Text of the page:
Pinebrooke Community Church
Saturday, September 23, 2023



Sunday Service Messages  


Pinebrooke Community Church                                                                                                                 17 September 2023 Knowledge of the Holy: The Mercy of God                                                      Ex. 33:19; Deut. 4:31; Neh. 9:31; Micah 6:8


     Because of our proclivity toward sin in thought, word, and deed what right do we have to live in the glorious presence of the Holy One?  “Did we not by our sins take part in that unholy rebellion which rashly sought to dethrone the glorious King of creation? (p. 96).”  And yet, “We who earned banishment shall enjoy communion; we who deserve the pains of hell shall know the bliss of heaven (p. 96)?”  Oh, but what is mercy?  “Mercy is the attribute of God, an infinite and inexhaustible energy within the divine nature which disposes God to be actively compassionate.”  That is what He did for us on the cross of Christ.                                                                                                                                               

     Last week we discovered that righteousness is God’s way of being and justice is God’s way of doing.  Our conversation today is that compassion is God’s way of being and mercy is God’s way of doing.  Two sides of one coin again.                                                            

     It is a false narrative that justice and judgment characterize the God of Israel, while mercy and grace belong to the Lord of the Church.  In fact, the mercy of God is mentioned four times as much in the Old Testament as it is in the New Testament.  “Wherever and whenever God appears to men, He acts like Himself.  Whether in the Garden of Eden or the Garden of Gethsemane, God is merciful as well as just.  He has always dealt in mercy with humankind and will always deal in justice when His mercy is despised.” (p. 97).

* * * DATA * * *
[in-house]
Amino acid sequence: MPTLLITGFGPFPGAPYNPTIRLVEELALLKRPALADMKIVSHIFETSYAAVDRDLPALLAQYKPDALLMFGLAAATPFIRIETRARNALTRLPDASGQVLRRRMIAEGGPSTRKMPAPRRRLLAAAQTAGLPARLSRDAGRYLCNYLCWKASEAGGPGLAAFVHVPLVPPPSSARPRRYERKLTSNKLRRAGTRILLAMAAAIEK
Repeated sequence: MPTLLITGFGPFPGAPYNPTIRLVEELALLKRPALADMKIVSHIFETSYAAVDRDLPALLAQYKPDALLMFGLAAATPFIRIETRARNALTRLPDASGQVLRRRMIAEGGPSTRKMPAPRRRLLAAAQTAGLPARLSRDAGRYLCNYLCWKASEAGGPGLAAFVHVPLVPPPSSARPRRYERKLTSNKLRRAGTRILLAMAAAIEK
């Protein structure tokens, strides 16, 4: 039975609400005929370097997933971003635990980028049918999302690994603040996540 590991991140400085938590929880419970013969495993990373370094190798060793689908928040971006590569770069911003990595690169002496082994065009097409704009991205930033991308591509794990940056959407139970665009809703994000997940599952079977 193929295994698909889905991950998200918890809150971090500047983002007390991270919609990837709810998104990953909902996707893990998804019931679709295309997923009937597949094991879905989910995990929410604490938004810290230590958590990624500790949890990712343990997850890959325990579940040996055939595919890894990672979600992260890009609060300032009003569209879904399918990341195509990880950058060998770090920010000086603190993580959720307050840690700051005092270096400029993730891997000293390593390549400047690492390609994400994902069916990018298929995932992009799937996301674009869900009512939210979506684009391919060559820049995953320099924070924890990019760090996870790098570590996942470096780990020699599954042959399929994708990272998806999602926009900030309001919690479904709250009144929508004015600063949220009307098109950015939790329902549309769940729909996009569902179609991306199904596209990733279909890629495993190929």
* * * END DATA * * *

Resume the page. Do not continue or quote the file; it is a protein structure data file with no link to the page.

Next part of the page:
The divine mercy is not a temporary mood but an attribute of God’s eternal being.  Mercy never began to be, but from eternity was so it will never cease to be. (p. 97).  Let’s consider the story of God’s mercy among us.                                                                                          

     As God tells His story with Moses He said, “And the Lord said, ‘I will cause all my goodness to pass in front of you, and I will proclaim my name, the Lord in your presence.  I will have mercy on whom I will have mercy, and I will have compassion on whom I will have compassion.” (Ex. 33:19).         As the Lord introduces His attributes and His ways they are governed by His will.  How He expresses Himself and how He deals with us originates with Himself alone.  It is the intentions of His own will.  His attitude is mercy and His action toward us is compassionate.                                                                                               

     Moses’ interaction with Yahweh led him to remind Israel of who God is.  “For the Lord your God is a merciful God; he will not abandon or destroy you or forget the covenant with your forefathers, which He confirmed to them by oath.” (Deut. 4:31).  No matter what you think or what your complaint is, the truth is God is merciful.  The more Moses recognized the difference between Israel’s behavior and God’s response the more he recognized the merciful quality of God.  Without God’s long-term compassion, Israel should have already been crushed.                                                                                                     

     Through all the history that followed, God remained faithful in His mercy toward His children.  Much wickedness grew up within Israel and it is in the context of the exile that Nehemiah writes when he says, “But in your great mercy you did not put an end to them or abandon them, for you are a gracious and merciful God.” (Neh. 9:31).  Since the decisions regarding Noah’s day and the days of Sodom, God has chosen to let the weeds grow up among the wheat so to speak.  Until the time of judgment, mercy and compassion leaves plenty of space for repentance.  That is why we pray for the salvation of others until their days are over.  God doesn’t give up on us, so we ought not give up on Him.